Birth of a culture: the beginnings of Montreal underground culture, 1965-1975
Montreal Underground Origins, 1965-1975
Round-Table Discussion: Origins of the Montreal Music Scene
With Nick Catalano, Johnnny Monk, Alex Taylor, Louis Rastelli
Archive Montreal hosts a round-table discussion on the early days of Montreal’s underground music scene. Local longtime 1960s scene chronicler Alex Taylor and cultural historian Louis Rastelli moderate a panel of local music-scene veterans to talk about this formative era. Discover Montreal’s first real underground venues, how shows were booked and promoted back then, and what some of the more memorable concerts and events were. With guests Nick Catalano, Johnny Monk and special guests. Visit the event description page or the Facebook Event for more information. A CKUT co-presentation made possible in part through the Department of Canadian Heritage.
Sunday September 21, 3:30 – 5 pm, Quartiers POP, 3450 St-Urbain.
About this project
Archive Montreal, a non-profit organization that holds extensive collections of alternative media, music and DIY culture from Montreal will be exploring the early days of the city’s underground and DIY arts scene. Beginning in the mid-1960s, the central districts of Montreal began to develop a new cultural milieu in which artists, writers, poets and musicians could get to know each other and get their works known by the wider public. It involved the creation and programming of new cultural spaces where Montrealers could host readings, exhibits and concerts of their own work and of visiting luminaries such as Allen Ginsberg and Bob Dylan. It also involved the emergence of independent media, including student radio stations and newspapers; small press cooperatives; and independent book, magazine and record stores where young local creatives could sell their own publications and recordings in a do-it-yourself fashion.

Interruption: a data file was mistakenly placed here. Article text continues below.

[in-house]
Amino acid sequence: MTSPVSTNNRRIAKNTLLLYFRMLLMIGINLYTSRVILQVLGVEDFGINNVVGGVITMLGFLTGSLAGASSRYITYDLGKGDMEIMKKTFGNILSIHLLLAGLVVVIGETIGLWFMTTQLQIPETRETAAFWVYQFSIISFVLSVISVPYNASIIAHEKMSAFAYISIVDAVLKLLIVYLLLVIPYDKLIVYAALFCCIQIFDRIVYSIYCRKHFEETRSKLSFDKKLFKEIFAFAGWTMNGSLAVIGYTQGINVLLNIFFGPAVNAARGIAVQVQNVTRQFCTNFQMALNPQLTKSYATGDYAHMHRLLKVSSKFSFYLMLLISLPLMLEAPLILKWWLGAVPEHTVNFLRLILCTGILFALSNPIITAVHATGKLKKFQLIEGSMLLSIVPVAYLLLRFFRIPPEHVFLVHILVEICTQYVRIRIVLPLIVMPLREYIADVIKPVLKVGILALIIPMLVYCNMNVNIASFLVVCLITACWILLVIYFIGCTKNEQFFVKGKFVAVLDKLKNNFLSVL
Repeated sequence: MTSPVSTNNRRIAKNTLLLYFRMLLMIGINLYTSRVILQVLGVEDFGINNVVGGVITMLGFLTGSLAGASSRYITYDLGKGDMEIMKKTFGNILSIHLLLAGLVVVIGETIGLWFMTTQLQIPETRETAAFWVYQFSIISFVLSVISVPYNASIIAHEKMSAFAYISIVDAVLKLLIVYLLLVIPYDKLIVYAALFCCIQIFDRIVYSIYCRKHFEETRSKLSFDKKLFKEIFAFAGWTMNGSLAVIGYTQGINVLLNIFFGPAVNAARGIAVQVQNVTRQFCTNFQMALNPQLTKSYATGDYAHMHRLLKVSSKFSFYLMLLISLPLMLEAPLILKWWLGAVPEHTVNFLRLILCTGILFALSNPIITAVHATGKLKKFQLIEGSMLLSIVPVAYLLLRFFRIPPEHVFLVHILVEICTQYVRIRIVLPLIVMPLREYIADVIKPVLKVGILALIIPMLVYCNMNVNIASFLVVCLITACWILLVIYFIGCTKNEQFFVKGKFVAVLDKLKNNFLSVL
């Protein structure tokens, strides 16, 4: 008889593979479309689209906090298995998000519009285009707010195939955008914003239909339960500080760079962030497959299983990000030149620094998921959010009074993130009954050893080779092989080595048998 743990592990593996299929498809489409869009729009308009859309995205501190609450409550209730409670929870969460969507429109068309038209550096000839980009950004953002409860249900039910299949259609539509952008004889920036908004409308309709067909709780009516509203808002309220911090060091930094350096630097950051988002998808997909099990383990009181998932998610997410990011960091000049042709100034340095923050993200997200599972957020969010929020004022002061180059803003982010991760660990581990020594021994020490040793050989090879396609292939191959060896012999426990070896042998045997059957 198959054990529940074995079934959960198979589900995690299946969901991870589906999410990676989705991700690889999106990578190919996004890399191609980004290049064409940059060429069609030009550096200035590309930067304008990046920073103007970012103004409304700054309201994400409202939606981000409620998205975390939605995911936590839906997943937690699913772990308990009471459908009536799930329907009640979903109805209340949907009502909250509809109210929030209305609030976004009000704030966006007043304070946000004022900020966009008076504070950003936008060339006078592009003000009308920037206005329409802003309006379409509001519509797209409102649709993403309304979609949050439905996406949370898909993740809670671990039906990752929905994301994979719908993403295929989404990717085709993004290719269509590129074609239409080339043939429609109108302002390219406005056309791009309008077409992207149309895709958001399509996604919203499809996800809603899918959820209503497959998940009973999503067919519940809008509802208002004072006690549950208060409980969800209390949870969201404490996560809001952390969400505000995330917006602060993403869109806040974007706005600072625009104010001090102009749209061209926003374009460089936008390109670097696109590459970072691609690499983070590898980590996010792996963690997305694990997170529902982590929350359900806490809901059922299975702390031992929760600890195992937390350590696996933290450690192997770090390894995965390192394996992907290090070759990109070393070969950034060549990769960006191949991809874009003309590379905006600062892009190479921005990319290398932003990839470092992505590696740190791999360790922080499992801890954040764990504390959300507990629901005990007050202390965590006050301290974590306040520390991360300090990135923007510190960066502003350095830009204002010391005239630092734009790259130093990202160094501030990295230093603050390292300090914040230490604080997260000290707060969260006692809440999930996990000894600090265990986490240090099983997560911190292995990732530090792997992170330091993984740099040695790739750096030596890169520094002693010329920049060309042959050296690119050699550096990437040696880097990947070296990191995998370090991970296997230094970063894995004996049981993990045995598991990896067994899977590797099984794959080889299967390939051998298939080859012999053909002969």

This year-long project will include interviews with individuals active in Montreal’s nascent independent arts community as artists, authors, performers, promoters, small publishers and regulars of the period’s principal venues and hangouts. Archive Montreal will draw on its extensive archives and others to present on this website publications, photos, and audio-visual material from the era. Comments and discussion from the public are welcome! For more information or to find out about how to get involved, email us at email@example.com .
This project is made possible in part thanks to funding from the Department of Canadian Heritage.